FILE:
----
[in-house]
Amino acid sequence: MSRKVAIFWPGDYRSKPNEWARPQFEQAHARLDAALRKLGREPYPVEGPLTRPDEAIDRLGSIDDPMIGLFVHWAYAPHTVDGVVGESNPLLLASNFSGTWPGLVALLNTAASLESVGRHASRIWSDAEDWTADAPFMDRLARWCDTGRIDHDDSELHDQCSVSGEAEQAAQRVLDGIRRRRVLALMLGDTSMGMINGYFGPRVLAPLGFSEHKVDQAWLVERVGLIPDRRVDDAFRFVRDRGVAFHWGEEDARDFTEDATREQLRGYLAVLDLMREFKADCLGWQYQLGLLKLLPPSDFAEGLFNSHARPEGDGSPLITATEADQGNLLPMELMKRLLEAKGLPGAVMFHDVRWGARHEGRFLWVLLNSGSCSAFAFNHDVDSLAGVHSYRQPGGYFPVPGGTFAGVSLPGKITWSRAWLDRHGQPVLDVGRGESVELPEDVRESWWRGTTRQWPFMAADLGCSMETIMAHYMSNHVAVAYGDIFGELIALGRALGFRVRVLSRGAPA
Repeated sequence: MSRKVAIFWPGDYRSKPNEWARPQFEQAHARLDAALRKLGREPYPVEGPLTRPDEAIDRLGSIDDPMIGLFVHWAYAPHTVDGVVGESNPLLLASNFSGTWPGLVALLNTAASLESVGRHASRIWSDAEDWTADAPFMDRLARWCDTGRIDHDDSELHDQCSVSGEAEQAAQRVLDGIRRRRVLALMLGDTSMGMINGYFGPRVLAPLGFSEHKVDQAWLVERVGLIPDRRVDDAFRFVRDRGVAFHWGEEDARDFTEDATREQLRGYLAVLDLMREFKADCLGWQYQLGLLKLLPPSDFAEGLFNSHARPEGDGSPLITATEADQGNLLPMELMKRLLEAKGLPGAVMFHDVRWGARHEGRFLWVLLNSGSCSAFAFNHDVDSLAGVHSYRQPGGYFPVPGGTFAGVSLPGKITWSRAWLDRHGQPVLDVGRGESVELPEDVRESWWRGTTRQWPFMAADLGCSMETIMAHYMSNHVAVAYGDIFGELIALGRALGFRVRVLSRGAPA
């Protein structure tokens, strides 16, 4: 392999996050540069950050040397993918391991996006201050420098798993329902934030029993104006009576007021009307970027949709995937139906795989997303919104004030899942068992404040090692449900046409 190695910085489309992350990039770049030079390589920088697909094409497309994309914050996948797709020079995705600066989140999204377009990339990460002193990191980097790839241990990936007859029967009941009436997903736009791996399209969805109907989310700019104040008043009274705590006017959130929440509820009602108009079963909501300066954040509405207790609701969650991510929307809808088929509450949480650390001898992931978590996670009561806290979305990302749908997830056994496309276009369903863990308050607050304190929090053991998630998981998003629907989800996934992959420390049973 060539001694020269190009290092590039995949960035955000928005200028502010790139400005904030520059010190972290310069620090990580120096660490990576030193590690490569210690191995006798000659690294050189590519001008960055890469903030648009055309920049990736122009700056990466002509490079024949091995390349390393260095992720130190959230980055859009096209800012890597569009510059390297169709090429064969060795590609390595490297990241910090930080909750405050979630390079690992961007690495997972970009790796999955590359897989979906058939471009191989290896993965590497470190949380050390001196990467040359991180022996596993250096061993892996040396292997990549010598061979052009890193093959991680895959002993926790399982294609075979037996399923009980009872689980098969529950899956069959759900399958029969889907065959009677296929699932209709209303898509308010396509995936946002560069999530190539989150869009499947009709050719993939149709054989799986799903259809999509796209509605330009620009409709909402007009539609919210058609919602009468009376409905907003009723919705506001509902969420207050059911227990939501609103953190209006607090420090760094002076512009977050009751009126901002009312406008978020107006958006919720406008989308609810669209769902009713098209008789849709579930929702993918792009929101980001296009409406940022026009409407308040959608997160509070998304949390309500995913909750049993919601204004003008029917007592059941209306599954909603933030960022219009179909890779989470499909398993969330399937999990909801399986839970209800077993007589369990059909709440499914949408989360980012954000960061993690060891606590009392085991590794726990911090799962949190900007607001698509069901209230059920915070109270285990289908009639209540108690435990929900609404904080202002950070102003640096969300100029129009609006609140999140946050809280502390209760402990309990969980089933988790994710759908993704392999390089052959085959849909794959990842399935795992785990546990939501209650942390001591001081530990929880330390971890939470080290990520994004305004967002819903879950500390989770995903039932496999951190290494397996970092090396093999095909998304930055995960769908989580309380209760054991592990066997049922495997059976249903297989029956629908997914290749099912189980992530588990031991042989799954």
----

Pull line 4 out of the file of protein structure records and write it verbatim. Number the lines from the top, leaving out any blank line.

């Protein structure tokens, strides 16, 4: 392999996050540069950050040397993918391991996006201050420098798993329902934030029993104006009576007021009307970027949709995937139906795989997303919104004030899942068992404040090692449900046409 190695910085489309992350990039770049030079390589920088697909094409497309994309914050996948797709020079995705600066989140999204377009990339990460002193990191980097790839241990990936007859029967009941009436997903736009791996399209969805109907989310700019104040008043009274705590006017959130929440509820009602108009079963909501300066954040509405207790609701969650991510929307809808088929509450949480650390001898992931978590996670009561806290979305990302749908997830056994496309276009369903863990308050607050304190929090053991998630998981998003629907989800996934992959420390049973 060539001694020269190009290092590039995949960035955000928005200028502010790139400005904030520059010190972290310069620090990580120096660490990576030193590690490569210690191995006798000659690294050189590519001008960055890469903030648009055309920049990736122009700056990466002509490079024949091995390349390393260095992720130190959230980055859009096209800012890597569009510059390297169709090429064969060795590609390595490297990241910090930080909750405050979630390079690992961007690495997972970009790796999955590359897989979906058939471009191989290896993965590497470190949380050390001196990467040359991180022996596993250096061993892996040396292997990549010598061979052009890193093959991680895959002993926790399982294609075979037996399923009980009872689980098969529950899956069959759900399958029969889907065959009677296929699932209709209303898509308010396509995936946002560069999530190539989150869009499947009709050719993939149709054989799986799903259809999509796209509605330009620009409709909402007009539609919210058609919602009468009376409905907003009723919705506001509902969420207050059911227990939501609103953190209006607090420090760094002076512009977050009751009126901002009312406008978020107006958006919720406008989308609810669209769902009713098209008789849709579930929702993918792009929101980001296009409406940022026009409407308040959608997160509070998304949390309500995913909750049993919601204004003008029917007592059941209306599954909603933030960022219009179909890779989470499909398993969330399937999990909801399986839970209800077993007589369990059909709440499914949408989360980012954000960061993690060891606590009392085991590794726990911090799962949190900007607001698509069901209230059920915070109270285990289908009639209540108690435990929900609404904080202002950070102003640096969300100029129009609006609140999140946050809280502390209760402990309990969980089933988790994710759908993704392999390089052959085959849909794959990842399935795992785990546990939501209650942390001591001081530990929880330390971890939470080290990520994004305004967002819903879950500390989770995903039932496999951190290494397996970092090396093999095909998304930055995960769908989580309380209760054991592990066997049922495997059976249903297989029956629908997914290749099912189980992530588990031991042989799954």